It seems green smoothies are all the rage in the blogosphere right now. So much so that I almost hate to post about them; I’m not a big fan of redundancy BUT they fit so well with our super foods, especially kale for this week. We love green smoothies as an addition to a basic oatmeal breakfast, but they also make a perfect after-school snack and even a dessert!
They’re a great way to get green veggies in your diet without having limp spinach leaves on your plate and wondering how you’ll convince your kids (and husband?) to consume them.
Green Smoothie Basics
- Put some greens (kale, spinach, lettuce, swiss chard, etc.) in the blender.
- Blend with milk and yogurt until smooth.
- Add fruit, frozen for best “ice cream like” consistency.
- Blend again.
Cooked Smoothies? Yuck!
In researching nutrition information about vegetables, however, I learned that there are some foods that are better eaten lightly cooked than raw, kale and spinach being among them. (See here for more.) “What about the green smoothies?” I thought. I couldn’t imagine cooking the spinach first…way too much work for what was a great-vegetable-eating-yummy-trick.
The baby food cubes are the answer to the problem. Just lightly steam a big batch of greens, blend up with a bit of water, and freeze in cubes. You can have a whole bag of green cubes ready to go into any smoothie, and with the nutrition of cooked greens to boot.
UPDATE: I cut out the blending part, then the cube part. In other words, you can REALLY make this task quick if you simply chop and lightly steam the greens, douse in cold water, and make a single layer in a gallon-sized zipper bag. Freeze as is and you can break up the greens into chunks for the smoothies without a problem.
Timesaver: Use the same steamer basket you just cooked veggies for dinner in. Also, you can leave a bit in the bottom of the blender, add milk and yogurt, and have green smoothies for dessert that night, so you’re not doing extra dishes with the blender just for the cubes. I promise it doesn’t taste like you put cooked spinach in there!
Added bonus: The more frozen things go into the smoothie, the more like a “dessert” it really is!
Our Best Green Smoothies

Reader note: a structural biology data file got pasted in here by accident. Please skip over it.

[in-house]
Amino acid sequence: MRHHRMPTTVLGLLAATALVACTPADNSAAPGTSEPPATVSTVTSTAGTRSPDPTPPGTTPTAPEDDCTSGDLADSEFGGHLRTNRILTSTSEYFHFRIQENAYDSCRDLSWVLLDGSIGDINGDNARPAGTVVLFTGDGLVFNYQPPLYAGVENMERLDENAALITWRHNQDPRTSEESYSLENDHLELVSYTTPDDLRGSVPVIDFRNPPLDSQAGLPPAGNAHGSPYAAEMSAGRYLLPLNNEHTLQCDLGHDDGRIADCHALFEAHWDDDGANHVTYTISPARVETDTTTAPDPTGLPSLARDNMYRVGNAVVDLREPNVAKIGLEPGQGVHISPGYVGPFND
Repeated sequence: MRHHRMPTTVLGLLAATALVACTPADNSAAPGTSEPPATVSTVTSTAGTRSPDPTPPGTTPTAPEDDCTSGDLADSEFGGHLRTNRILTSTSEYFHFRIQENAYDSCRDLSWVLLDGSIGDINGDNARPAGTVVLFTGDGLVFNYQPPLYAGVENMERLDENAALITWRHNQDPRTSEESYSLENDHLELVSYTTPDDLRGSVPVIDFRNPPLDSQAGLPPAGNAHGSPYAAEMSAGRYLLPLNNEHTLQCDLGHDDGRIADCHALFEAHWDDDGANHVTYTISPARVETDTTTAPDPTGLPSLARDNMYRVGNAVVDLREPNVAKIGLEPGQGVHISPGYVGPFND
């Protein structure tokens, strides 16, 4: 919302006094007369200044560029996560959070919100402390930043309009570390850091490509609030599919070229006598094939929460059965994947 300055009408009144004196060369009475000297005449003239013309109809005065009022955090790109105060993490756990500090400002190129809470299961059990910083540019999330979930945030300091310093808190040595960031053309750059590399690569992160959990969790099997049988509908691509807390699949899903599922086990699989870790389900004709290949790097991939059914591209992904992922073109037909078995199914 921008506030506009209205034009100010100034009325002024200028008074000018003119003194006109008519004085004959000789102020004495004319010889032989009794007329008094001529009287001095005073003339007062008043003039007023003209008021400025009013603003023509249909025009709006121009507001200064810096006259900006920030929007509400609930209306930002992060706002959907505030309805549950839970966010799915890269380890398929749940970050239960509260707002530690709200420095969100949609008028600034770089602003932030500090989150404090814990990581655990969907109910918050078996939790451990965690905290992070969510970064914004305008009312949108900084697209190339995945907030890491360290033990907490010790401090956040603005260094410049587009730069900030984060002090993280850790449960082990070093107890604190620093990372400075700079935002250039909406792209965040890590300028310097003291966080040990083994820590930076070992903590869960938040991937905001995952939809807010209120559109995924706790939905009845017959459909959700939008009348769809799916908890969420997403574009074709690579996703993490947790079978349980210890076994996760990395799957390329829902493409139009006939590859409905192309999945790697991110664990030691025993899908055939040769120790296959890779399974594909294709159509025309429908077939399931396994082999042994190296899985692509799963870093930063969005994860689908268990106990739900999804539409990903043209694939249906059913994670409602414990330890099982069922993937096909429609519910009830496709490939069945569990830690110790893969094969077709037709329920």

Perfect for our family of three:
- 3-5 cubes blanched, frozen greens or 2-3 handfuls fresh
- 2 cups milk and homemade yogurt, any ratio you choose
- 1 frozen banana (this is the key ingredient according to my guys!)
- about a cup of frozen strawberries, peaches or combination; blueberries hide the green color the best if you’re trying to be sneaky on the first go ’round.
- You can also add fresh fruit: we’ve done whole peaches, pears, and melon slices.
- Some folks add a few splashes of orange juice
- You can also add coconut oil for that piña colada flavor and power-packed healthy fats, but be sure to only add it in its liquid form, and drizzle it into the vortex while the blender is on. Otherwise you can end up with little balls of solid coconut oil in the smoothie which gives an awful mouthfeel.
- Add honey or sugar if necessary – but taste it first. Sometimes you really don’t need the sweetener!
Frugal Note: Check your regular stores for prices on kale. I don’t know why, but the store that usually has higher prices in my area sells kale for 99 cents a pound, which is about 60 cents a bunch, but my primary store with the lowest prices sells it for $1.50 a bunch. !! It pays to check when you’re buying something new-to-you that might not be in the regular sale rotation!
What do you put in your smoothies?
Other Green Smoothie Links
- Primal Toad has a whole book of smoothies!
- I learned from Lindsay at Passionate Homemaking.
- Stephanie adds peanut butter!
A blog all about kale!
Other Recipe Connections:
- What to do with the bag of spinach?
- Cauliflower Mashed Potatoes
- Potato Salad with the Kids
- Homemade Refried Beans
- The Best Scrambled Eggs Ever
- Happy Uses for Tomatoes
Disclosure: I am an affiliate for Primal Toad’s smoothie eBook, but he’s also a pretty cool guy who even lives in my hometown. Thanks for helping him out with your purchase! See my full disclosure statement here.